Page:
• Grant claimed that Obama "said 'should the political winds shift in an ugly direction, I will stand with the Muslims.' " In fact, as Media Matters has documented, FactCheck.org stated of the quote, which the email reportedly attributed to The Audacity of Hope: "A second false quote has Obama saying he would 'stand with the Muslims,' words that don't appear in his book. What he actually said is that he would stand with American immigrants from Pakistan or Arab countries should they be faced with something like the forced detention of Japanese-American families in World War II." On Page 261 of The Audacity of Hope, while discussing "my meetings with Arab and Pakistani Americans," Obama wrote: "[T]hey need specific assurances that their citizenship really means something, that America has learned the right lessons from the Japanese internments during World War II, and that I will stand with them should the political winds shift in an ugly direction."
  • Grant claimed that Obama "also said, 'I found solace in nursing a pervasive sense of grievance and animosity against my mother's white race.' " According to FactCheck.org, the email claimed that this statement appeared in Obama's first book, Dreams from My Father. However, according to FactCheck.org, "Nothing like this quote appears in [either of] Obama's books," but rather, the words appear to come from a conservative journalist's review of Dreams, not from Obama. From Steve Sailer's March 2007 article in The American Conservative:

He inherited his father's penetrating intelligence; was raised mostly by his loving liberal white grandparents in multiracial, laid-back Hawaii, where America's normal race rules never applied; and received a superb private school education. And yet, at least through age 33 when he wrote Dreams from My Father, he found solace in nursing a pervasive sense of grievance and animosity against his mother's race.

  • Finally, Grant claimed that Obama said, "I never emulate white men and brown men whose fates don't speak to my own." As FactCheck.org stated, this quote, which the email reportedly attributed to Dreams from My Father was "manipulated to make it sound as though Obama is saying he would 'never emulate' a white man, when he was actually describing a personal struggle to come to terms with his own mixed-race ancestry, and the failings of blacks and whites alike. ... The e-mail cuts out important words, changing the quote's meaning. Gone is the notion that he 'might love' white or brown men. Gone also is that Obama was speaking not of white or brown men generally, but specifically about 'these men,' his white, maternal grandfather Stanley Dunham and his Indonesian stepfather Lolo Soetoro. The doctored quote makes it appear as though Obama said he would never emulate any white or brown man, based on their race."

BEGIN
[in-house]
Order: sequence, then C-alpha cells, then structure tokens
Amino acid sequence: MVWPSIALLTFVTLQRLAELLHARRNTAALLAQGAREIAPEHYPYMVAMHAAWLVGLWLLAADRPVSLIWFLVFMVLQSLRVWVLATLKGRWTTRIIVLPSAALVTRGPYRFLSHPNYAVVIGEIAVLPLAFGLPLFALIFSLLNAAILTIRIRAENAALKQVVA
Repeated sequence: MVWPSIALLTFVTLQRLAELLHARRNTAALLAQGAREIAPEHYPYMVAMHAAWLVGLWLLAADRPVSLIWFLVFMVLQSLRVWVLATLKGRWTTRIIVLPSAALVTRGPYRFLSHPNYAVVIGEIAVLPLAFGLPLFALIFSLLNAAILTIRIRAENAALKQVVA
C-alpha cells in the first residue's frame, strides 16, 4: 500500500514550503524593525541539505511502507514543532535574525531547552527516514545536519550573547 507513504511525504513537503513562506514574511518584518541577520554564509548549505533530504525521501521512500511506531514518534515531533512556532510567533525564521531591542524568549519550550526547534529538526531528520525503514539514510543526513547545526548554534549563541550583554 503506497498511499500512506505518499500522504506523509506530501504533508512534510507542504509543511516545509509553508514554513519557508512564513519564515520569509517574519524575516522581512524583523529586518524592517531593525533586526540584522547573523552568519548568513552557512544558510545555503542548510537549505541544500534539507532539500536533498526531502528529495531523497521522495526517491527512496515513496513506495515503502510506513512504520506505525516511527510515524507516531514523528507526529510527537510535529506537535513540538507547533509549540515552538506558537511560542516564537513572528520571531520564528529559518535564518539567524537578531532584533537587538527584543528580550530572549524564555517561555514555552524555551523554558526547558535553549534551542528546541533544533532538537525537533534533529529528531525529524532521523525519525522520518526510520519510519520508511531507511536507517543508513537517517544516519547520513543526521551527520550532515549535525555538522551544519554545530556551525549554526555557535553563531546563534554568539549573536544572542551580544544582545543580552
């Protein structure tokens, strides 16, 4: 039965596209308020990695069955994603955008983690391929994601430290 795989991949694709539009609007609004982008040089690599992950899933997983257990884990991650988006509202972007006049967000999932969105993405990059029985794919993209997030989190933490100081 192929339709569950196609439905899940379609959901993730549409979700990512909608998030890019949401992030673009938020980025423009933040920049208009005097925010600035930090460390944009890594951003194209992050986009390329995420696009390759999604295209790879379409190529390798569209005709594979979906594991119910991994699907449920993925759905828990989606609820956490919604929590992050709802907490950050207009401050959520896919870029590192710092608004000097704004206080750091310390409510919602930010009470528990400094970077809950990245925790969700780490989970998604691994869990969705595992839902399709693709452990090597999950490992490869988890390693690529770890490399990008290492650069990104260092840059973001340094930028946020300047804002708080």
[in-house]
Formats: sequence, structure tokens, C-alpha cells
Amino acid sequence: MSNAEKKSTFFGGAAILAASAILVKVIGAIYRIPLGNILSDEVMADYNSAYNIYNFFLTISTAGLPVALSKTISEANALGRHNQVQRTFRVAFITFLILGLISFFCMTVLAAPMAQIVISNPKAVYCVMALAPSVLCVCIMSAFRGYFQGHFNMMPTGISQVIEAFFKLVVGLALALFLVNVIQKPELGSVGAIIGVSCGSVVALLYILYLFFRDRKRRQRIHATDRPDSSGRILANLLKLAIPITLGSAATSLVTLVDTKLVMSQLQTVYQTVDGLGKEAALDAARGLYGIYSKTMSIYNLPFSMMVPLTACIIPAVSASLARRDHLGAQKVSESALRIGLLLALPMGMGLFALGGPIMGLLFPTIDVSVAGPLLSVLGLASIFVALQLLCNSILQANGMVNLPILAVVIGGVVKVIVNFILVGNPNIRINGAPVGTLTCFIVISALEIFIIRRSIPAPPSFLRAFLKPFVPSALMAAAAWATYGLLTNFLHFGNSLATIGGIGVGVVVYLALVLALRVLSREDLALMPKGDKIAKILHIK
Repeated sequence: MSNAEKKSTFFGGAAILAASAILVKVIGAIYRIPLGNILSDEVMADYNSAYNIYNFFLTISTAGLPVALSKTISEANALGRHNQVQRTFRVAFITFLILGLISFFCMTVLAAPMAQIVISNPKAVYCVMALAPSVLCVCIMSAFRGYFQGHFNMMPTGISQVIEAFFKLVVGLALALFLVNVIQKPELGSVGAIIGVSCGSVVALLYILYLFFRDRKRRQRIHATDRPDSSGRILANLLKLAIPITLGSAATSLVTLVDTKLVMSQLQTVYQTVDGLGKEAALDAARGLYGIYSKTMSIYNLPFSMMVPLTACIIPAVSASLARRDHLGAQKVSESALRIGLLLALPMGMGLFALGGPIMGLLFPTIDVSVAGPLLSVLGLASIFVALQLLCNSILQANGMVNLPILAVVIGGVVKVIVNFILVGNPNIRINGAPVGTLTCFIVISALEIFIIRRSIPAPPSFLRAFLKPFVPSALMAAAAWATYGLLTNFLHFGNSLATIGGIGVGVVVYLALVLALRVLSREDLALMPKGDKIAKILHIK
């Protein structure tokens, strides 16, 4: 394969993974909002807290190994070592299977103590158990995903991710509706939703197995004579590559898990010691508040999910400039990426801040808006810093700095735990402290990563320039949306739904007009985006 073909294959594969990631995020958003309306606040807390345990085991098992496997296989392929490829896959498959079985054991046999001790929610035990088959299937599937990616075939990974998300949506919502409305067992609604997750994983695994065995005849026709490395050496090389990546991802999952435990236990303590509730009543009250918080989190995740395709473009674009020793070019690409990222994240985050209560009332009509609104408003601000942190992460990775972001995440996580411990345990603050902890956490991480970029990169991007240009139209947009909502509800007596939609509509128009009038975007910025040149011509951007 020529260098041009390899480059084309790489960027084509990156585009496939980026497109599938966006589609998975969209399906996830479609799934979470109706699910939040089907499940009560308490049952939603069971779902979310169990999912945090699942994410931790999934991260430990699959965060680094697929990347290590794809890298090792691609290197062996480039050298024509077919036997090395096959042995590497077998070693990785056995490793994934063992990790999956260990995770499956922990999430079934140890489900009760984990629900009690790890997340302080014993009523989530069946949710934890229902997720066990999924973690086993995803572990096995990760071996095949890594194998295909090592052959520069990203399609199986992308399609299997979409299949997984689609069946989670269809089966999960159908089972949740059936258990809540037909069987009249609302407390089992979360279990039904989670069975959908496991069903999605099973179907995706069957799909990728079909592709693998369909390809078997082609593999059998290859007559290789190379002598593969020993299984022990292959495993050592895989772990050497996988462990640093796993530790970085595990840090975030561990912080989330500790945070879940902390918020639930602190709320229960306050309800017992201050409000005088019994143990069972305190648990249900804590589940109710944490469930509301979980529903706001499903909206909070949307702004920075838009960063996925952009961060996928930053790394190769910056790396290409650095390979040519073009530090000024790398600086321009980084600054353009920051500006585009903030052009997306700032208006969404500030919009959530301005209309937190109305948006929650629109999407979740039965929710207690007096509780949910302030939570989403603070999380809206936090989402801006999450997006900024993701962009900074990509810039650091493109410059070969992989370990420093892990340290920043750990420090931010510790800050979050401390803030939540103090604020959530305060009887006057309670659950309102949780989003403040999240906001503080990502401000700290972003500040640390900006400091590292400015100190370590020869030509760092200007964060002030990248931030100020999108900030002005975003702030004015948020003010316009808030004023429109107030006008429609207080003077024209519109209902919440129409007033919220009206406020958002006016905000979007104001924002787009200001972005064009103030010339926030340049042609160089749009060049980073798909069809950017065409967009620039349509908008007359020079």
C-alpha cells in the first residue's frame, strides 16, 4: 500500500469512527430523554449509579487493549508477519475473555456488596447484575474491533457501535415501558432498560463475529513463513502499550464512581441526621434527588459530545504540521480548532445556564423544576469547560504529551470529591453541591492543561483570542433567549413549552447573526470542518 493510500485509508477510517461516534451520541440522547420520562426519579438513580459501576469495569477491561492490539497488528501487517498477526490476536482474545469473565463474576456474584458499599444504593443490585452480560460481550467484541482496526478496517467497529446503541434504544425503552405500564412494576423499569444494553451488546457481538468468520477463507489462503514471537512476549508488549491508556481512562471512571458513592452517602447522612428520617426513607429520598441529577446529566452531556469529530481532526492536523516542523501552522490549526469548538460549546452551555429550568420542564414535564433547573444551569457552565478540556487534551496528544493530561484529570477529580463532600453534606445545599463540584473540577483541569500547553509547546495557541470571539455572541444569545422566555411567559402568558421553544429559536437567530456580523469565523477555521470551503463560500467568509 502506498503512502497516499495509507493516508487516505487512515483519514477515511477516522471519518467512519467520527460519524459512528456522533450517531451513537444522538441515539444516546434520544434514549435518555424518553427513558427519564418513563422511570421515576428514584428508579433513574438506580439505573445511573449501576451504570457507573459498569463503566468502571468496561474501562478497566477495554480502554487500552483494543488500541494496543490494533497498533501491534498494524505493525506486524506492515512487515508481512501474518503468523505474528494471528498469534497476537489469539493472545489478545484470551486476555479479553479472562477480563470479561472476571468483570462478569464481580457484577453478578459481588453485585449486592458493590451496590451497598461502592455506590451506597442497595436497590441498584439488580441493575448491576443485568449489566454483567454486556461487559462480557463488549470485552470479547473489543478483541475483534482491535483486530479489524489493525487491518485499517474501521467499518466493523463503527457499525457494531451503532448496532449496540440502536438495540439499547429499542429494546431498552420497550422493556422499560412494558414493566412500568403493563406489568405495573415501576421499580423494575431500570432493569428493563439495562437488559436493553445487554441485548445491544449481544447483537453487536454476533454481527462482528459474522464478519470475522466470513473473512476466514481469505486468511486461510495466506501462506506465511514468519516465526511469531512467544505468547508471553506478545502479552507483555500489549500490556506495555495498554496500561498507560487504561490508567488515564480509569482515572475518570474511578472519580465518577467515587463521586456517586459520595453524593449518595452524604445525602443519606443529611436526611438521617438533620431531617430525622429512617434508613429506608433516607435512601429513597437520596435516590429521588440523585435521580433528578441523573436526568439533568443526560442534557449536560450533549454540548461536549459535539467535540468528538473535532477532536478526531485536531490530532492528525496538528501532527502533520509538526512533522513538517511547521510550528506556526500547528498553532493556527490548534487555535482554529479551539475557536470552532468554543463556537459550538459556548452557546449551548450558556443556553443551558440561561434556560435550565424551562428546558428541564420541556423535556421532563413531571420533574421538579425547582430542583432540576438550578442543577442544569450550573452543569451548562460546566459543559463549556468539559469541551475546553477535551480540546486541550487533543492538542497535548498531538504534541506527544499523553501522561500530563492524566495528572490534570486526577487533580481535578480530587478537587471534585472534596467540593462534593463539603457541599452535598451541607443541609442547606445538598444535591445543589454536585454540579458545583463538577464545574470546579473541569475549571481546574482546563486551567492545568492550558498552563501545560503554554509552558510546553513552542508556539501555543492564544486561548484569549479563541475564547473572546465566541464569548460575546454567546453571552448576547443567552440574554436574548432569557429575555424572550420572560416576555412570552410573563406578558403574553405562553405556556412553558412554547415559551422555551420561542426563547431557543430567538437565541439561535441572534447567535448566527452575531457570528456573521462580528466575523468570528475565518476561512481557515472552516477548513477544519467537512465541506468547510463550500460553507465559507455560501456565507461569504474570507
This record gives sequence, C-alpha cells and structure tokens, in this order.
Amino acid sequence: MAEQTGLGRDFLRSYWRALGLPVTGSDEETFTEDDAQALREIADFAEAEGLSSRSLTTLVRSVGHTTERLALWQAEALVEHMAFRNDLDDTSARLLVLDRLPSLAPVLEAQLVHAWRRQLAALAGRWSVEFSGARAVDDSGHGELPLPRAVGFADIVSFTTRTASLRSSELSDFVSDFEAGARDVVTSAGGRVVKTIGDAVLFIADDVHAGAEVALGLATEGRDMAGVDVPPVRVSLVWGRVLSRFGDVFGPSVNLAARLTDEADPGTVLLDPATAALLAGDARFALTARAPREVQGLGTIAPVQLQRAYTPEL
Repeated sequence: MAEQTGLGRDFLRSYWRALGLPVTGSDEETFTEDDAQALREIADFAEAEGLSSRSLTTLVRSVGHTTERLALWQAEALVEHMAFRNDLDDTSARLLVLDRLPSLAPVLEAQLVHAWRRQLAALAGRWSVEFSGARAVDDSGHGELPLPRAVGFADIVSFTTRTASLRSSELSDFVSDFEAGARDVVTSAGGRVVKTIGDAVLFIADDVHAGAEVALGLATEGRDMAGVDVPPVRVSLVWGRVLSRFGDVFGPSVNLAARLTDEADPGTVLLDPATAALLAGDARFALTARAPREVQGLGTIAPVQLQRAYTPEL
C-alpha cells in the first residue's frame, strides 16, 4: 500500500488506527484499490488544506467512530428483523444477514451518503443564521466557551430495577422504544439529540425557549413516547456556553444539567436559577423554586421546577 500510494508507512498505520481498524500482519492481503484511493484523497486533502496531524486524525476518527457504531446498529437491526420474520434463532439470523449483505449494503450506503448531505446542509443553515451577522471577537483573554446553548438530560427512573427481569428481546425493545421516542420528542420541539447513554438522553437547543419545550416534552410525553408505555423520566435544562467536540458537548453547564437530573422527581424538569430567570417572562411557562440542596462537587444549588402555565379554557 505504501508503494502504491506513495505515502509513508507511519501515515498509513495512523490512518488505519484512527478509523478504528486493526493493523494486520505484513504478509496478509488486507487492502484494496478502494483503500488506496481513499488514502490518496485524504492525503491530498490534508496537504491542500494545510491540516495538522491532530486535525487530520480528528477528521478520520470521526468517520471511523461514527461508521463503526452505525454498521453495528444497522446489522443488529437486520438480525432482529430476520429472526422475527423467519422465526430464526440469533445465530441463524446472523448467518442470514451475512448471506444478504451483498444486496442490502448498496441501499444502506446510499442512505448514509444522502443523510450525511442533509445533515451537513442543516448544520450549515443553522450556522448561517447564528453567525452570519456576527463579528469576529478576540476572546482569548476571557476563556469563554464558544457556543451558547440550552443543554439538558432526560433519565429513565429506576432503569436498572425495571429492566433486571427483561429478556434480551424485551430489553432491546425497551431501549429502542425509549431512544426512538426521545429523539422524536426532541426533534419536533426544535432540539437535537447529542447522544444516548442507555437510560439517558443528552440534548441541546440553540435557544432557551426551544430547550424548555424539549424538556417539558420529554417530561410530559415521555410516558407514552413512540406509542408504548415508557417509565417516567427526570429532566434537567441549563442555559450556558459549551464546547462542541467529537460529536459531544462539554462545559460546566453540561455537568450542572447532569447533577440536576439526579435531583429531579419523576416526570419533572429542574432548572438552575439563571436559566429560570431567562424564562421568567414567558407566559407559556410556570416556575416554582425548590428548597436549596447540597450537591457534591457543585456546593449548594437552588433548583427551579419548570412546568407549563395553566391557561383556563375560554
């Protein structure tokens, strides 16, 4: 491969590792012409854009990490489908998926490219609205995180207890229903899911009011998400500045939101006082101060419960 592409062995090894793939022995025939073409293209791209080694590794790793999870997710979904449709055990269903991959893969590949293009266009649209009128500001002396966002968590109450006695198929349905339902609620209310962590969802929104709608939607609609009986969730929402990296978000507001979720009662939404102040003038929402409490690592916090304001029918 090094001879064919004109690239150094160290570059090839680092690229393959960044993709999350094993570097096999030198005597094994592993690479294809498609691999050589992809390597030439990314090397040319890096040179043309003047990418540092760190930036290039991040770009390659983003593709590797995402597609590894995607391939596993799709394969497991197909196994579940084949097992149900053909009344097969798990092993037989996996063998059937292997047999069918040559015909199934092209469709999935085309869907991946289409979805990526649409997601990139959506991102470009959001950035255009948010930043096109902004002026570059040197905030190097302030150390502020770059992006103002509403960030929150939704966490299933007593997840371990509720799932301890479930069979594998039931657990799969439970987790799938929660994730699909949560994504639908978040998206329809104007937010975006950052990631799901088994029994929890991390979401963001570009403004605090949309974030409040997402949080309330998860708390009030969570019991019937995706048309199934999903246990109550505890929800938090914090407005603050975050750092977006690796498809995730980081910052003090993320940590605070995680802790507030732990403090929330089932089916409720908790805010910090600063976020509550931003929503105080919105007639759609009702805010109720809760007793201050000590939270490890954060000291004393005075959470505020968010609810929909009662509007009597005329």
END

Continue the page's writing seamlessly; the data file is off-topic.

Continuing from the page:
From Dreams from My Father (Page 220):

Yes, I'd seen weakness in other men -- Gramps and his disappointments, Lolo and his compromise. But these men had become object lessons for me, men I might love but never emulate, white men and brown men whose fates didn't speak to my own. It was into my father's image, the black man, son of Africa, that I'd packed all the attributes I sought in myself, the attributes of Martin and Malcolm, DuBois and Mandela. And if later I saw that the black men I knew -- Frank or Ray or Will or Rafiq -- fell short of such lofty standards; if I had learned to respect these men for the struggles they went through, recognizing them as my own -- my father's voice had nevertheless remained untainted, inspiring, rebuking, granting or withholding approval. You do not work hard enough, Barry. You must help in your people's struggle. Wake up, black man!

PolitiFact.com has also debunked the chain email reportedly containing these purported Obama quotes.

From the October 23 edition of WABC Radio's Bob Grant Show:

GRANT: Let's get right to it. Ladies and gentlemen, first of all, it has occurred to me that the Democrats might be getting away with something that I bet a lot of you didn't think about. You know what that is? That's convincing a lot of people that what anybody said, if it was in the past, it didn't apply, it was irrelevant. But the person who said these things in the past has not disavowed them, he is the same guy. And, of course, I am talking about Barack Obama.

It is my belief that if the McCain campaign could get to enough people to just remind them of the danger of electing Barack Obama, then John McCain would win -- and win, perhaps, in a landslide. Now, on the program yesterday, I reminded you of some of the things that Barack Obama said, and I got a lot of email, people said, "You know what? I forgot about that." And that is the Democrats' greatest weapon, the fact that people have built-in forgetters, for heaven's sake.